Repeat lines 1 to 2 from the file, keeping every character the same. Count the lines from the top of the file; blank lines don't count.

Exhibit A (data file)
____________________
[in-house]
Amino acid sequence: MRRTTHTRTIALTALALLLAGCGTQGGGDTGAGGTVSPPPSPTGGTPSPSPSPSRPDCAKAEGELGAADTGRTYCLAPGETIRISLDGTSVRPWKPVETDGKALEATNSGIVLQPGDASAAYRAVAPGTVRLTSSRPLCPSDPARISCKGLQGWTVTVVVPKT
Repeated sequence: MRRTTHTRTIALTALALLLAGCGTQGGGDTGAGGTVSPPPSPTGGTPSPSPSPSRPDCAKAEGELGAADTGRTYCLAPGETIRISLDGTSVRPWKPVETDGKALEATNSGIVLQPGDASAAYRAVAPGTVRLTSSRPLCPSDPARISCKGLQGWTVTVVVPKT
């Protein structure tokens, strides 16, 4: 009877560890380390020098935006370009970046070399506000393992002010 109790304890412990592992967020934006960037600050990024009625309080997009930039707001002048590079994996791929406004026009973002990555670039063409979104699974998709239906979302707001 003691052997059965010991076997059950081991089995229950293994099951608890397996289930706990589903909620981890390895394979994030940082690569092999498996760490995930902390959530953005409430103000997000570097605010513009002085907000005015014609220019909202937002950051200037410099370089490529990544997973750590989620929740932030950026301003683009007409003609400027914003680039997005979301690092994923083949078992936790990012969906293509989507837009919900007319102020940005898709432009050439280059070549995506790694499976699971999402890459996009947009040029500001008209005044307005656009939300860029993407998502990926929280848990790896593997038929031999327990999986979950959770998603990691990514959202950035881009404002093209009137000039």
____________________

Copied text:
[in-house]
Amino acid sequence: MRRTTHTRTIALTALALLLAGCGTQGGGDTGAGGTVSPPPSPTGGTPSPSPSPSRPDCAKAEGELGAADTGRTYCLAPGETIRISLDGTSVRPWKPVETDGKALEATNSGIVLQPGDASAAYRAVAPGTVRLTSSRPLCPSDPARISCKGLQGWTVTVVVPKT